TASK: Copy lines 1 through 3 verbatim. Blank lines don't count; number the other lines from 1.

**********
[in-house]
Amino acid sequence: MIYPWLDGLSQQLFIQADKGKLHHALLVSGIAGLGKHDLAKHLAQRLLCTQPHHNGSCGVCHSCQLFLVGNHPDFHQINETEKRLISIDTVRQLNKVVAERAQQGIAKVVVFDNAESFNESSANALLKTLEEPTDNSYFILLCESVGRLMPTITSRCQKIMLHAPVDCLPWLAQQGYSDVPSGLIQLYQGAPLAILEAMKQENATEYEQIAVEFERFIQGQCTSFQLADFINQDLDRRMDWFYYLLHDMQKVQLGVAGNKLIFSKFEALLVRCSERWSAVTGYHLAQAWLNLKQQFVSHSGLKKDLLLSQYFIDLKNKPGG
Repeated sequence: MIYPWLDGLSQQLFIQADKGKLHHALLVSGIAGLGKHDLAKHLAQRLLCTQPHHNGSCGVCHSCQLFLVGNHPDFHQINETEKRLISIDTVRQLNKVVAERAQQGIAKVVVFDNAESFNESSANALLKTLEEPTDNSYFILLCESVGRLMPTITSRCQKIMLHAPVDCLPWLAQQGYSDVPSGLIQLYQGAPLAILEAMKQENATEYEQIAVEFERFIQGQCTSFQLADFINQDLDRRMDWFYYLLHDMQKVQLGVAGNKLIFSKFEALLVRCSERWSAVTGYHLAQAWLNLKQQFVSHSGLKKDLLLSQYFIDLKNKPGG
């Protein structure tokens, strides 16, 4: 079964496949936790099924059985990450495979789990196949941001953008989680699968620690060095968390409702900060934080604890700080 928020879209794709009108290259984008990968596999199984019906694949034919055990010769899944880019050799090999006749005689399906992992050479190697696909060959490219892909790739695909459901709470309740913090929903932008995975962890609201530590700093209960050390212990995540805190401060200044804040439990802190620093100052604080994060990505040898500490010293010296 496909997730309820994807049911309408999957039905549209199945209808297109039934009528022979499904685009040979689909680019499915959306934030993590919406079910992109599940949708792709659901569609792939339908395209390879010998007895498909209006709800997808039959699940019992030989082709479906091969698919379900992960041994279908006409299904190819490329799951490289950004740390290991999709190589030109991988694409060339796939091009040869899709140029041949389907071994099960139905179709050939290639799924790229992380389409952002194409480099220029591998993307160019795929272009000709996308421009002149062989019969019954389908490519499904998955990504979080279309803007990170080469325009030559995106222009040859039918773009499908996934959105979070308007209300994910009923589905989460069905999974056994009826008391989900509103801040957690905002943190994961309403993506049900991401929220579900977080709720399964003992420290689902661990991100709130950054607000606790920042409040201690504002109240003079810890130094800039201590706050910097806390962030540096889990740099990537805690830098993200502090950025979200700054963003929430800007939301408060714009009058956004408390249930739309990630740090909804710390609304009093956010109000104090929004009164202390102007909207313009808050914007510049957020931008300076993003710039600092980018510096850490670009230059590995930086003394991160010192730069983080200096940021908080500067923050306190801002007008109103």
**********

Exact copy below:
[in-house]
Amino acid sequence: MIYPWLDGLSQQLFIQADKGKLHHALLVSGIAGLGKHDLAKHLAQRLLCTQPHHNGSCGVCHSCQLFLVGNHPDFHQINETEKRLISIDTVRQLNKVVAERAQQGIAKVVVFDNAESFNESSANALLKTLEEPTDNSYFILLCESVGRLMPTITSRCQKIMLHAPVDCLPWLAQQGYSDVPSGLIQLYQGAPLAILEAMKQENATEYEQIAVEFERFIQGQCTSFQLADFINQDLDRRMDWFYYLLHDMQKVQLGVAGNKLIFSKFEALLVRCSERWSAVTGYHLAQAWLNLKQQFVSHSGLKKDLLLSQYFIDLKNKPGG
Repeated sequence: MIYPWLDGLSQQLFIQADKGKLHHALLVSGIAGLGKHDLAKHLAQRLLCTQPHHNGSCGVCHSCQLFLVGNHPDFHQINETEKRLISIDTVRQLNKVVAERAQQGIAKVVVFDNAESFNESSANALLKTLEEPTDNSYFILLCESVGRLMPTITSRCQKIMLHAPVDCLPWLAQQGYSDVPSGLIQLYQGAPLAILEAMKQENATEYEQIAVEFERFIQGQCTSFQLADFINQDLDRRMDWFYYLLHDMQKVQLGVAGNKLIFSKFEALLVRCSERWSAVTGYHLAQAWLNLKQQFVSHSGLKKDLLLSQYFIDLKNKPGG